There are a wide variety of solenoid drive circuit topologies. Most of them use MOSFETs in various configurations and driving modes. In this application note four of them will be discussed: solenoid driver with free-wheeling diode, solenoid driver with MOSFET avalanching, solenoid driver with active clamp and solenoid driver with auxiliary boost circuit.
Philips Hue Smart LED stripes are great, but they have a disadvantage: the LED density is rather low: one LED cluster (WW, RGB, CW) every 55 mm. This leads to the problem that individual dots might be visible if the LED stripe is directly visible. Even if the LED stripe is used for indirect ambient light it means that individual dots might still be visible on the wall or ceiling. The solution is to create a ‘high density’ Hue smart LED stripe
Automated battery charger calibration fixture using Holtek’s ASSP MCUs. Link here (PDF)
Power chargers for electric bicycles, electric motorcycles and power tools, etc., are all calibrated before delivery, thereby correcting any charging parameter drifts due to external component tolerances. This will ensure the output voltage and current conform to their specifications. However, traditional applications are calibrated manually in production by using variable resistors, which reduces production efficiency as well as increasing manpower, thus increasing manufacturing costs.
App note from Holtek on power line transceiver found on their BA45F55xx MCU. Link here (PDF)
A Power Line Transceiver is a fire protection dual-line bus which is used as a data transceiver. The master gives a command to the slave using a voltage signal modulation method while the slave responds to the master using a current modulation method. In this way a complete communication system between a master and slave only requires two lines. This communication method is very common in fire protection related products.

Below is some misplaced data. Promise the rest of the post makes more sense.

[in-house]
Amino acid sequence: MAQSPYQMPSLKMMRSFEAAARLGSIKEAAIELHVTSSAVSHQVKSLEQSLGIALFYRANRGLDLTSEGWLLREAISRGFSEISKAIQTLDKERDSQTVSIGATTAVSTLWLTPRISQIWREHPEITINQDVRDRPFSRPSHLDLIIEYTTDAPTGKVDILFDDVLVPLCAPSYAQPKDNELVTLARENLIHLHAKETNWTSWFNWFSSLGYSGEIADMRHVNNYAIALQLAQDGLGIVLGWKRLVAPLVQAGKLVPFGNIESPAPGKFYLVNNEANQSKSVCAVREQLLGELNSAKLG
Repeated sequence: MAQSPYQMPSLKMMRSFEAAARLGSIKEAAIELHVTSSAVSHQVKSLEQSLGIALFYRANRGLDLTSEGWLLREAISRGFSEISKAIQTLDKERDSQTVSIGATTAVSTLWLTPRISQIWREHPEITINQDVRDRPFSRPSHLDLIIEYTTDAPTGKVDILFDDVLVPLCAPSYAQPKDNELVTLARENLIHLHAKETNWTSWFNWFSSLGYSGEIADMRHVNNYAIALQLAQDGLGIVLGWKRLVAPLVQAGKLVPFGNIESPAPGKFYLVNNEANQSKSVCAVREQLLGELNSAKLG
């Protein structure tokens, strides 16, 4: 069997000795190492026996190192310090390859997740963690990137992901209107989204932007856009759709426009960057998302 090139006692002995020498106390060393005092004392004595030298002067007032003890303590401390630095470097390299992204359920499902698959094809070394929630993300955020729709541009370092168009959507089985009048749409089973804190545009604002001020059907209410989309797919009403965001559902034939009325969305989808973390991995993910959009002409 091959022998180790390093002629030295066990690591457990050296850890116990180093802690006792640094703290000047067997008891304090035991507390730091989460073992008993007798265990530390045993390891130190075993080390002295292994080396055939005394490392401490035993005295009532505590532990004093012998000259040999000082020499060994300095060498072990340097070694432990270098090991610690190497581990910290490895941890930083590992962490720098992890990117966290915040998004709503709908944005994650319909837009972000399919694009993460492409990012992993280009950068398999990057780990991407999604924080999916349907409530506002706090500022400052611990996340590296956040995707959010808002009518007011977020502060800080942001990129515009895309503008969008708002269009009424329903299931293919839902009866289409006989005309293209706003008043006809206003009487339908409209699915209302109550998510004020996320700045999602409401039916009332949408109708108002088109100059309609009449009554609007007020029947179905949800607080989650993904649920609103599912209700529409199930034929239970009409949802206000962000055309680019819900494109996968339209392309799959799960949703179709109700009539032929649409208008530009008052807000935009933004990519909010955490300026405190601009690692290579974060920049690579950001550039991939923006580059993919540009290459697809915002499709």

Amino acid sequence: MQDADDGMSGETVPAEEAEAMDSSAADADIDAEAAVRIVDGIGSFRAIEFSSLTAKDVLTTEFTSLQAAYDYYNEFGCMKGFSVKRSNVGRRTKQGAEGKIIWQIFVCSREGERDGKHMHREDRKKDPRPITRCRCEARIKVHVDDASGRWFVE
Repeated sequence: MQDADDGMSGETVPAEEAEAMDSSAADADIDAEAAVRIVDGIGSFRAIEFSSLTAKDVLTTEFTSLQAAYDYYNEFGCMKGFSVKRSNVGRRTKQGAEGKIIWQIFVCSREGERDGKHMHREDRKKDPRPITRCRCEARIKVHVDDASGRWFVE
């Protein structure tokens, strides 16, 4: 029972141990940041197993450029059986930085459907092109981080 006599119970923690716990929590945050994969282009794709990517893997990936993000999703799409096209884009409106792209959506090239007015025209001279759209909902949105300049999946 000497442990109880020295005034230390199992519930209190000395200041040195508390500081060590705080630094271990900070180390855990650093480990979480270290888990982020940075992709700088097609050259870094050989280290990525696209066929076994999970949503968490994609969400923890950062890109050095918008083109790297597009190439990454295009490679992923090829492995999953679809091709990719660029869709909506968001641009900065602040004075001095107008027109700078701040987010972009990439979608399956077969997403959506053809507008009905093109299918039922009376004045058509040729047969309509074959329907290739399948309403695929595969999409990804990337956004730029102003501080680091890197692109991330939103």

App note from TDK on design considerations of preamps used on MEMS microphones. Link here
A microphone preamp circuit is used to amplify a microphone’s output signal to match the input level of the devices following it in the signal chain. Matching the peaks of the microphone’s signal level to the full-scale input voltage of an ADC makes maximum use of the ADC’s dynamic range and reduces the noise that subsequent processing may add to the signal.
App note from TDK about the things to consider when integrating analog and digital MEMS microphones into a system design. Link here (PDF)
Microphones are transducers that convert acoustic pressure waves to electrical signals. Sensors have become more integrated with other components in the audio signal chain, and MEMS technology is enabling microphones to be smaller and available with either analog or digital outputs. Analog and digital microphone output signals obviously have different factors to consider in a design.